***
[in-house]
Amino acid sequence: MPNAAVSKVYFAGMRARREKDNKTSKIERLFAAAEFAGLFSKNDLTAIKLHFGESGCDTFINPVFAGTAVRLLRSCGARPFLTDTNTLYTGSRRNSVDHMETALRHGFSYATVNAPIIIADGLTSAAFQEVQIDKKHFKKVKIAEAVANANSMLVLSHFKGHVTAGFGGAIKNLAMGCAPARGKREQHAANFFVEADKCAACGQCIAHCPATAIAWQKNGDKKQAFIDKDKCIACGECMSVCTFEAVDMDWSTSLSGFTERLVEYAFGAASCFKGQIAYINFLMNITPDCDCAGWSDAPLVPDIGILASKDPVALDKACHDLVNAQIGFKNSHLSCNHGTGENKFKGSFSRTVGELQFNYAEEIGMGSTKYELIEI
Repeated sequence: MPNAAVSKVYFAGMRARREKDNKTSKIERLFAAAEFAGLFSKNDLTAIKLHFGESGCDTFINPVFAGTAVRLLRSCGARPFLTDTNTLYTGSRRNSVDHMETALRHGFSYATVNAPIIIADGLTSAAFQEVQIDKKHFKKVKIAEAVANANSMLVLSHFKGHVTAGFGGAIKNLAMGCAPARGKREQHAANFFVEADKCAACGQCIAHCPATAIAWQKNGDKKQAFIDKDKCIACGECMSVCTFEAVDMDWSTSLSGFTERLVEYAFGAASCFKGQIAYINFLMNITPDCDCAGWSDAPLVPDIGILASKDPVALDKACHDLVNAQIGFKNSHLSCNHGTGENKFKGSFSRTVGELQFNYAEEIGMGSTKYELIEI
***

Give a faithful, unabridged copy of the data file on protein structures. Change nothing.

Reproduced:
[in-house]
Amino acid sequence: MPNAAVSKVYFAGMRARREKDNKTSKIERLFAAAEFAGLFSKNDLTAIKLHFGESGCDTFINPVFAGTAVRLLRSCGARPFLTDTNTLYTGSRRNSVDHMETALRHGFSYATVNAPIIIADGLTSAAFQEVQIDKKHFKKVKIAEAVANANSMLVLSHFKGHVTAGFGGAIKNLAMGCAPARGKREQHAANFFVEADKCAACGQCIAHCPATAIAWQKNGDKKQAFIDKDKCIACGECMSVCTFEAVDMDWSTSLSGFTERLVEYAFGAASCFKGQIAYINFLMNITPDCDCAGWSDAPLVPDIGILASKDPVALDKACHDLVNAQIGFKNSHLSCNHGTGENKFKGSFSRTVGELQFNYAEEIGMGSTKYELIEI
Repeated sequence: MPNAAVSKVYFAGMRARREKDNKTSKIERLFAAAEFAGLFSKNDLTAIKLHFGESGCDTFINPVFAGTAVRLLRSCGARPFLTDTNTLYTGSRRNSVDHMETALRHGFSYATVNAPIIIADGLTSAAFQEVQIDKKHFKKVKIAEAVANANSMLVLSHFKGHVTAGFGGAIKNLAMGCAPARGKREQHAANFFVEADKCAACGQCIAHCPATAIAWQKNGDKKQAFIDKDKCIACGECMSVCTFEAVDMDWSTSLSGFTERLVEYAFGAASCFKGQIAYINFLMNITPDCDCAGWSDAPLVPDIGILASKDPVALDKACHDLVNAQIGFKNSHLSCNHGTGENKFKGSFSRTVGELQFNYAEEIGMGSTKYELIEI